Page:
Gilraen laughed, her trill ringing out over the garden. “Uncle,” she got out at last. “Surely you know your sister better than that? You cannot think my mother would be so lax in my education. I am daughter and wife of the Dúnedain and have changed bandages since I was old enough to hold the basin. I am not so fragile a flower.”
“You ought to be,” Halbeleg grumbled. “You are still very young and very beautiful.”
“Gilraen the Fair,” she agreed cordially, eyes dancing with remembered mischief. “I have been called that since the mettarë I was sixteen and the young men scuffled and fought to be my partner. My father ended up insisting I dance every dance with a different partner. I remember how upset you were when I used the name brazenly to bring myself to Arathorn’s attention. But I am a mother and a,” she looked away to hide the distress that still came too easily at the thought of Arathorn’s death. “A widow. My place is here, running things until Areg is old enough to bring home a bride.”
“That is far in the future. You deserve more of a life than that.” He hesitated and then blurted out, “Arathorn said you wanted many children.”
“So we did,” she turned back to him with a small smile for his discomfort at this personal information. “He envied you your family. He was hoping for more sons, though. Not that I do not love my cousins, but your son is younger than mine and he has three sisters.”
“You should still have those sons, Gilraen, and not bury yourself here. You are just the age to begin thinking about marriage and many men would be happy to take you to wife. You need to meet them again, visit more. You should go home to your parents.”
Gilraen stared at her hands clutched in her lap, nearly blind with sudden anger. She did not answer. The silence dragged on for long seconds.
Halbeleg’s hand tentatively touched her fingers. “You are not the only one raw with grief,” he said quietly. “Arathorn was as close as a brother to me and I curse every time I give an order that he should be giving. But I do what I must do, and so must you, Gilraen.”
“I care for my son’s estates and I will raise him to his place in the Dúnedain,” she said tightly, still not looking at her uncle. “What more would you have me do? I have no wish to marry again.”
She heard his exasperated sigh. “You feel that way now, Gilraen, but that will not last. Your grief will fade. You should be ready to take up your place again.”
“And Aragorn will be hidden in Rivendell?” She met his eyes at last, but hers were still cold.
“Exactly. You need not be burdened with his education. Master Elrond is best fitted for that. You will have a new family to raise soon.” Halbeleg sounded relieved that she understood at last.
Gilraen stood and paced a few steps away and back again. She stopped and faced her uncle squarely. Her voice was low and controlled. “Neither Aragorn nor the estates are a burden to me and I do not understand why you think he will be safer at Rivendell. I will send him to Master Elrond in ten years, when he is of an age to be fostered and educated as our chieftains have always been. I suppose that in ten years it is possible that my grief will fade and I will wish to remarry. Does that satisfy you?”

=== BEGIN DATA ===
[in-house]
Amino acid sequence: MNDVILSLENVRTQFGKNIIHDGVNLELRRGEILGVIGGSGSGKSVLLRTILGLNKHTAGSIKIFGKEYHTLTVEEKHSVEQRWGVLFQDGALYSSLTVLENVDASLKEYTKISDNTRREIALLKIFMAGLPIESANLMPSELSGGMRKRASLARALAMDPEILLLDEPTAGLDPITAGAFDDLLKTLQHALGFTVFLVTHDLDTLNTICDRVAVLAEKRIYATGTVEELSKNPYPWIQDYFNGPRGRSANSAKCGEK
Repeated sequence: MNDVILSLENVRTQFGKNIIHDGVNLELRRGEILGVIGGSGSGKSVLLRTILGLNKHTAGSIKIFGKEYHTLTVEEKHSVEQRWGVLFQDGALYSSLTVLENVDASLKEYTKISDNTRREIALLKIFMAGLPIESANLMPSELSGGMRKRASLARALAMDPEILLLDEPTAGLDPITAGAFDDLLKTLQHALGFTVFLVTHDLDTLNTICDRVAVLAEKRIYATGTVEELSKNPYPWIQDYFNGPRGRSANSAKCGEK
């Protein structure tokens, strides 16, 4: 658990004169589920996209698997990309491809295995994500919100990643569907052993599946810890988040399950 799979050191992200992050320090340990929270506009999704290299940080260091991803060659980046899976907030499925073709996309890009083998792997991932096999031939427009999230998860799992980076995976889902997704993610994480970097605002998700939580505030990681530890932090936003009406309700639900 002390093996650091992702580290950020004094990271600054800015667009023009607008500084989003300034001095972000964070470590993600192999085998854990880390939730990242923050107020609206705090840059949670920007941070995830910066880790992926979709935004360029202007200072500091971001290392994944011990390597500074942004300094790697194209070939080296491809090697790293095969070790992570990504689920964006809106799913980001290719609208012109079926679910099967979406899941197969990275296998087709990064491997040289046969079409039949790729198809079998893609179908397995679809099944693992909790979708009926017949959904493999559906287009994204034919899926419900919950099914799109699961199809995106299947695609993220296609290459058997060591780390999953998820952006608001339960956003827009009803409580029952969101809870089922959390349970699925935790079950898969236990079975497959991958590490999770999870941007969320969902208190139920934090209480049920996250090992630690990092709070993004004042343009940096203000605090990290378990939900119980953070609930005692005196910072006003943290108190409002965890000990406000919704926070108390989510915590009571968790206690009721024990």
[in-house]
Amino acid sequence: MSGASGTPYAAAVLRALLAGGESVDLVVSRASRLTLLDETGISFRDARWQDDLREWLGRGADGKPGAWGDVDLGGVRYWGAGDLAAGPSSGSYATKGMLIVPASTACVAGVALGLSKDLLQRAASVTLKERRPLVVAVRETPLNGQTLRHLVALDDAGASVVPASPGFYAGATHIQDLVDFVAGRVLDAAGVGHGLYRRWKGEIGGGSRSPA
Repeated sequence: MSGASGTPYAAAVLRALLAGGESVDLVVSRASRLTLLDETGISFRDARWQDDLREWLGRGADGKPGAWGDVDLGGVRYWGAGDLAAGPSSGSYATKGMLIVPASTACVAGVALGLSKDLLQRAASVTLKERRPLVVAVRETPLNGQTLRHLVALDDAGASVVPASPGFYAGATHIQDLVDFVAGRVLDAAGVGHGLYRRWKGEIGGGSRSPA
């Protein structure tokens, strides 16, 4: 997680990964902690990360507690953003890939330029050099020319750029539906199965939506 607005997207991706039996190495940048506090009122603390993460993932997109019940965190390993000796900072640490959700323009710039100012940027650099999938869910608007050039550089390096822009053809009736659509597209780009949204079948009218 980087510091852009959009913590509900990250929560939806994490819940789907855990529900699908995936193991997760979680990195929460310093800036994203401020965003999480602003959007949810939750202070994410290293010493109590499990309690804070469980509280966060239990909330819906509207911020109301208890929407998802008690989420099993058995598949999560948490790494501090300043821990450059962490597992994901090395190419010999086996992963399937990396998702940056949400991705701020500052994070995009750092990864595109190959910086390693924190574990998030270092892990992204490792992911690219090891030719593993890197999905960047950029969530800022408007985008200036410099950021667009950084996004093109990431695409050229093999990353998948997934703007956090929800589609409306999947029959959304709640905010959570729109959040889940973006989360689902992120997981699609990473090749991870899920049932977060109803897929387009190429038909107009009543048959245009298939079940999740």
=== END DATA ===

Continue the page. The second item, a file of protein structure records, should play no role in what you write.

With a groan Halbeleg levered himself upright to confront her, looking down sternly into her eyes. “No, it does not. The line of kings has to continue and Aragorn is the only heir we have. I’ll take no chances. I want Aragorn hidden and Rivendell is the safest place I know.”
“Then let me go with him,” Gilraen pleaded, breaking her stiff stance and holding out her hands in supplication.
Halbeleg shook his head. “It will be hard enough to keep his location a secret. You can’t both just disappear. If you go on with your life, no one will think to look for him and you can turn away all queries lightly. They will know he is safe somewhere if you are not seen to be concerned. Here, with my family, Rivendell, near Lune: he could be anywhere. If it becomes known that you are in Rivendell – and how could we keep that knowledge from spreading? – it will be obvious that Aragorn is there.” His voice softened. “I am sorry, Gilraen. Can you not do what is best for Aragorn?”
“Is it best?” Gilraen’s voice shook with anger. “I think it is best that Aragorn stay with me, here. I do not believe that Arathorn would think it best that his son grow up knowing neither of his parents.”
“Things are bad, Gilraen. He also might have sent Aragorn away to safety,” Halbeleg countered.
“Then let me go with him,” she pleaded again. “If it is so bad that fleeing to safety is what must be done, surely Arathorn would have sent me with Areg. I could go disguised as his nurse if I may not go as his mother. I do not find the estates a burden to throw off at the first chance, but I am not so enamoured of their care that I will never relinquish them. I will teach Areg to call me by a different name. Please, Uncle, we need to be together.”